Link Posted: 2/9/2006 1:48:38 PM EDT
Dusty, can you clarify your question? When you say "be able to", do you mean to ask "should it be legal"? Or are you asking for an opinion of the practice in general, government involvement notwithstanding?
Link Posted: 2/9/2006 1:49:41 PM EDT
One more step on the road to hell. I'm more and more convinced lately that the Social Security Number truly is the mark of the beast.

As for a credit check being a 'mark of character?'

Bullshit.

I know plenty of folks who were like I was up until a year or so ago. No credit rating. At all.

Why?

Because not only did I not make mistakes, I also didn't go financing shit, getting credit cards, etc. I lived quite comfortably saving my money for things I wanted, and paying my bills on time.

Does the fact that I didn't have some arbitrary number assigned to my name make me 'irresponsible?'
Link Posted: 2/9/2006 1:52:52 PM EDT

Originally Posted By SubnetMask:
Dusty, can you clarify your question? When you say "be able to", do you mean to ask "should it be legal"? Or are you asking for an opinion of the practice in general, government involvement notwithstanding?

I'm curious as to what everyones opinion is on whether or not a company should be able to do a credit check. I know it's legal but shouldn't this be beyond what they can ask? I think it's a privacy issue.
Link Posted: 2/9/2006 1:56:12 PM EDT

Originally Posted By Dusty_C:

Originally Posted By SubnetMask:
Dusty, can you clarify your question? When you say "be able to", do you mean to ask "should it be legal"? Or are you asking for an opinion of the practice in general, government involvement notwithstanding?

I'm curious as to what everyones opinion is on whether or not a company should be able to do a credit check. I know it's legal but shouldn't this be beyond what they can ask? I think it's a privacy issue.



Actually, Dusty, you've answered yourself.

A job cannot check your credit on their own, for no reason.

You have to sign a consent. Signing this consent is likely a condition to be considered for employment. Just like consenting to a pre-employment drug screening is usually a condition to be considered for employment.

You have a choice at this point: A) Sign, and be considered, or B) Tell them to pound sand, and inquire about employment elsewhere.

Link Posted: 2/9/2006 2:09:13 PM EDT

Originally Posted By Dusty_C:

Originally Posted By SubnetMask:
Dusty, can you clarify your question? When you say "be able to", do you mean to ask "should it be legal"? Or are you asking for an opinion of the practice in general, government involvement notwithstanding?

I'm curious as to what everyones opinion is on whether or not a company should be able to do a credit check. I know it's legal but shouldn't this be beyond what they can ask? I think it's a privacy issue.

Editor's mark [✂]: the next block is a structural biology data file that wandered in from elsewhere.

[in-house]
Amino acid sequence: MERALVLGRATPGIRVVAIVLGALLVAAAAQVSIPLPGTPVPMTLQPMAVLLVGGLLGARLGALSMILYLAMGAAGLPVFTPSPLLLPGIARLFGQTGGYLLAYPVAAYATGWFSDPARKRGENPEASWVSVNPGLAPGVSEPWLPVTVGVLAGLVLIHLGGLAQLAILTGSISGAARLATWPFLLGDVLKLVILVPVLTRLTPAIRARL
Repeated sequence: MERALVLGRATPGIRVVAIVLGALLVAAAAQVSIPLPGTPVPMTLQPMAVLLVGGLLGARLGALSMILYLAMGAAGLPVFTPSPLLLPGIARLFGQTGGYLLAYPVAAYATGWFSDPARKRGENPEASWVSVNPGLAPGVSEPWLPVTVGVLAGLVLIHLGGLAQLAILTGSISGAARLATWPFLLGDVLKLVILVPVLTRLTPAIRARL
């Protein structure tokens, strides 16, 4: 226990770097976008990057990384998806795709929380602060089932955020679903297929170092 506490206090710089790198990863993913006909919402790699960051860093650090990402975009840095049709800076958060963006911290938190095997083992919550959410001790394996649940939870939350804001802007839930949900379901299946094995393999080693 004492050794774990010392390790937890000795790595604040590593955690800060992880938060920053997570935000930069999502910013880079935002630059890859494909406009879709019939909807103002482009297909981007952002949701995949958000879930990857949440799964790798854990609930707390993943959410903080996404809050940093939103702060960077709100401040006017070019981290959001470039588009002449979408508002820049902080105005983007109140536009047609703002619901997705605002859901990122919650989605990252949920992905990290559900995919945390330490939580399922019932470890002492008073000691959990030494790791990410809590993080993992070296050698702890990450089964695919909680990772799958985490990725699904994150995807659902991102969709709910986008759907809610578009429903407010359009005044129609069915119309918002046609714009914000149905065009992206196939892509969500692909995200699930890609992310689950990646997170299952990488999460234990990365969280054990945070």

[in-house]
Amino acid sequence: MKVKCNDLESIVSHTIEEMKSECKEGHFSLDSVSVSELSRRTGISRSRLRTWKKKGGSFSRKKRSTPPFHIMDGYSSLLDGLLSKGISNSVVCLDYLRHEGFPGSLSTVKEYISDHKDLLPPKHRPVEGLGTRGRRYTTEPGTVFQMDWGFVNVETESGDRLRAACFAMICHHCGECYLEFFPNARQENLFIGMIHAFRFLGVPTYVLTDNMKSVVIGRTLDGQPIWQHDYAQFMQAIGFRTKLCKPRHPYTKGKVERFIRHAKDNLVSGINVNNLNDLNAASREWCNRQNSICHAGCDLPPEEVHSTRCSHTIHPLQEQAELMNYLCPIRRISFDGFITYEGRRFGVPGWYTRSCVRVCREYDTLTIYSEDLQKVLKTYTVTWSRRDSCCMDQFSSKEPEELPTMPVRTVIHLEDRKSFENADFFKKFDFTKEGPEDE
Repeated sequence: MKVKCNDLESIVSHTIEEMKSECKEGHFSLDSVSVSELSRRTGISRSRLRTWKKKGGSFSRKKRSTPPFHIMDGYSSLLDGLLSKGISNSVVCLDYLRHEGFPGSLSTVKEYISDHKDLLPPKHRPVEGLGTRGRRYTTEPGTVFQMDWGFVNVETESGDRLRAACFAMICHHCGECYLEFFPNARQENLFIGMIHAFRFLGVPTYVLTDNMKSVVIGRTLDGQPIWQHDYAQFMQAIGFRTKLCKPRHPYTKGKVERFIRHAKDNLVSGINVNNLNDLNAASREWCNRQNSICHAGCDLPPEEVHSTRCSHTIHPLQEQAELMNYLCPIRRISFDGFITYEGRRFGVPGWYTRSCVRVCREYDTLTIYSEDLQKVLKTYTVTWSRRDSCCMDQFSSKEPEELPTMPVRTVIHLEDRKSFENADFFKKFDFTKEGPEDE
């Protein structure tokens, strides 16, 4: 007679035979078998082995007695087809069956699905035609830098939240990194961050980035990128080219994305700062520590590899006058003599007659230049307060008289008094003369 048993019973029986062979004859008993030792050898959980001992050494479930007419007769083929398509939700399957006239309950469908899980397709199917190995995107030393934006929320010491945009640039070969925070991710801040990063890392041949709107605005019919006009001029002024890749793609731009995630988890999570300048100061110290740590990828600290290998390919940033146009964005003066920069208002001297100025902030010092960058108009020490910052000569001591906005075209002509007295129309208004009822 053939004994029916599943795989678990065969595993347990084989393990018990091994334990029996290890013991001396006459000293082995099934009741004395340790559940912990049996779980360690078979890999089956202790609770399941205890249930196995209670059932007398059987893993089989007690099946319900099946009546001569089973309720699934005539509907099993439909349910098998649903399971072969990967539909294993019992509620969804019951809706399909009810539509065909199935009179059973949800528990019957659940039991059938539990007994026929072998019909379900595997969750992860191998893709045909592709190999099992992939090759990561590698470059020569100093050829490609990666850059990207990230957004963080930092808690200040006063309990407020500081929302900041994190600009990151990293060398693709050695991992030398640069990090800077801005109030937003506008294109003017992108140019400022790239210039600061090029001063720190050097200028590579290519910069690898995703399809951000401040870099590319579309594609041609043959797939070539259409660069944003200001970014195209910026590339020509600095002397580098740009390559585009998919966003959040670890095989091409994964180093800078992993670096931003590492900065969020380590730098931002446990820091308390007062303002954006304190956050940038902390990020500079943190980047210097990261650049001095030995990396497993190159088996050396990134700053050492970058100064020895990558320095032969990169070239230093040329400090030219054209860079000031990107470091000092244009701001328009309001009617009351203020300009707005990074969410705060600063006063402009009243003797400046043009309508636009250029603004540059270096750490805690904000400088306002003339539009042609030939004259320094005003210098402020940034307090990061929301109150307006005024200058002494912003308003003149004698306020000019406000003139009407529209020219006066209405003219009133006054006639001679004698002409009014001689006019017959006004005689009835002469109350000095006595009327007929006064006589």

If you are worried about you privacy....don't give them permission. It's that simple. They won't investigate your ability to run your own affairs before entrusting you with their business investments. You likely won't get the job....but you'll have your privacy. Ever hear the saying "cutting off your nose to spite your face"?

I have to fax in an authorization form this very evening, allowing a Gentleman for whom I hope to go to work, to run a credit / background check on me. My credit is good. I have no skeletons in my closet...and I'm proud of it. Furthermore, I don't really give a flyin fuck who knows that I'm an upstanding citizen.

The job I am seeking involves managing about $50 million dollars of the Gentlemans' business investments. I don't begrudge him making every effort to ascertain my charachter, ability to manage capital, or any other questions he can envision. Were I concerned with regards to what he may find out...I'd look for a job that requires less scrutiny. Hell, I'll bet even Wally World would hire me....but the job challenges and remuneration don't compare!
Link Posted: 2/9/2006 2:15:43 PM EDT
i dont believe its cutting off your nose. if youre a good applicant, with good references not allowing a credit check will not keep you from getting the job. it just means you need to be that much stronger of a candidate.
Link Posted: 2/9/2006 2:32:37 PM EDT
[Last Edit: 2/9/2006 2:34:04 PM EDT by pcsutton]

Originally Posted By DvlDog:
i dont believe its cutting off your nose. if youre a good applicant, with good references not allowing a credit check will not keep you from getting the job. it just means you need to be that much stronger of a candidate.



As stated in previous posts...it depends on the position. A person hiring Computer techs, or airline pilots, likely won't put as much credence into what shape the candidates personal finances are in. They would most likely be scrutinized for security/criminal criteria.

On the other hand, someone that handles cash, securities, or tangible convertable assets would likely require more screening to ascertain that they are unlikely to abscond with recipts and/or tangible easily converted assets. It would also depend on the autonomy of the position and the amount of audit supervision that can be maintained over that person. It's basic risk management.